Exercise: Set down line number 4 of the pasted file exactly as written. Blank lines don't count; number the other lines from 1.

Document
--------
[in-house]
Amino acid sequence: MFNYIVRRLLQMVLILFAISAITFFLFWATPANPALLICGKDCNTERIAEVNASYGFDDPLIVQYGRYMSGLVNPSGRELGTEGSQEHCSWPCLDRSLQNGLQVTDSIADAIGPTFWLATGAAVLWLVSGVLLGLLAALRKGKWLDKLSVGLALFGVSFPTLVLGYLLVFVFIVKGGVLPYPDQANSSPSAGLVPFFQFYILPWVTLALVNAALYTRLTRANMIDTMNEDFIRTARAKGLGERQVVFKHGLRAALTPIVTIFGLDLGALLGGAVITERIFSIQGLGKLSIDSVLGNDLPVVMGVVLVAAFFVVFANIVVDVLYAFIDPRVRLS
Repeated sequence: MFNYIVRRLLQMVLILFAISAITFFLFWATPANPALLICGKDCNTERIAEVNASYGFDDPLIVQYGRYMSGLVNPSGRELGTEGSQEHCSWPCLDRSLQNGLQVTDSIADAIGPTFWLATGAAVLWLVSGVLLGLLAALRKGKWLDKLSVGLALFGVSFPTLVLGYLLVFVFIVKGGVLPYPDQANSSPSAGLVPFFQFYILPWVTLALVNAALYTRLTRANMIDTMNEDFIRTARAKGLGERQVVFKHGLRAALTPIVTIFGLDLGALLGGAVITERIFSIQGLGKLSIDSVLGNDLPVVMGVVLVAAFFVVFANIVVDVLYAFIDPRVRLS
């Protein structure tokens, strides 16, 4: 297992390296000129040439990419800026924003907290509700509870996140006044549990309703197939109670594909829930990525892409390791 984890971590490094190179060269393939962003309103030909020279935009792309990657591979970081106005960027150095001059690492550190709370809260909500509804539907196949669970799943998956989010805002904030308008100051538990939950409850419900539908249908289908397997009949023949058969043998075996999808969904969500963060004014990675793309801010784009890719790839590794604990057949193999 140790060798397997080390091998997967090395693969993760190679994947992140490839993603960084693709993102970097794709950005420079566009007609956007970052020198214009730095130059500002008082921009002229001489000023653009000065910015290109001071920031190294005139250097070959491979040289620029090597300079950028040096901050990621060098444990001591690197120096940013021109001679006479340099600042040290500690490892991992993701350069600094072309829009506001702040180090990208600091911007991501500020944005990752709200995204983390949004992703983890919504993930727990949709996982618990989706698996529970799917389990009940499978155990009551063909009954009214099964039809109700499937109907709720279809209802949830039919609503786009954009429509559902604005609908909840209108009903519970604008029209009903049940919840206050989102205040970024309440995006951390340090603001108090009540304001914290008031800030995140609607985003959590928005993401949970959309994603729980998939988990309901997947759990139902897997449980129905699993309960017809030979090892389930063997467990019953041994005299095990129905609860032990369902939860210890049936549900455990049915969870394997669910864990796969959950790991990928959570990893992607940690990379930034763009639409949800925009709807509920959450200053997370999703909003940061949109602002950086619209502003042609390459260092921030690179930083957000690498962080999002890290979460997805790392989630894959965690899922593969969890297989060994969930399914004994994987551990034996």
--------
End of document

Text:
């Protein structure tokens, strides 16, 4: 297992390296000129040439990419800026924003907290509700509870996140006044549990309703197939109670594909829930990525892409390791 984890971590490094190179060269393939962003309103030909020279935009792309990657591979970081106005960027150095001059690492550190709370809260909500509804539907196949669970799943998956989010805002904030308008100051538990939950409850419900539908249908289908397997009949023949058969043998075996999808969904969500963060004014990675793309801010784009890719790839590794604990057949193999 140790060798397997080390091998997967090395693969993760190679994947992140490839993603960084693709993102970097794709950005420079566009007609956007970052020198214009730095130059500002008082921009002229001489000023653009000065910015290109001071920031190294005139250097070959491979040289620029090597300079950028040096901050990621060098444990001591690197120096940013021109001679006479340099600042040290500690490892991992993701350069600094072309829009506001702040180090990208600091911007991501500020944005990752709200995204983390949004992703983890919504993930727990949709996982618990989706698996529970799917389990009940499978155990009551063909009954009214099964039809109700499937109907709720279809209802949830039919609503786009954009429509559902604005609908909840209108009903519970604008029209009903049940919840206050989102205040970024309440995006951390340090603001108090009540304001914290008031800030995140609607985003959590928005993401949970959309994603729980998939988990309901997947759990139902897997449980129905699993309960017809030979090892389930063997467990019953041994005299095990129905609860032990369902939860210890049936549900455990049915969870394997669910864990796969959950790991990928959570990893992607940690990379930034763009639409949800925009709807509920959450200053997370999703909003940061949109602002950086619209502003042609390459260092921030690179930083957000690498962080999002890290979460997805790392989630894959965690899922593969969890297989060994969930399914004994994987551990034996």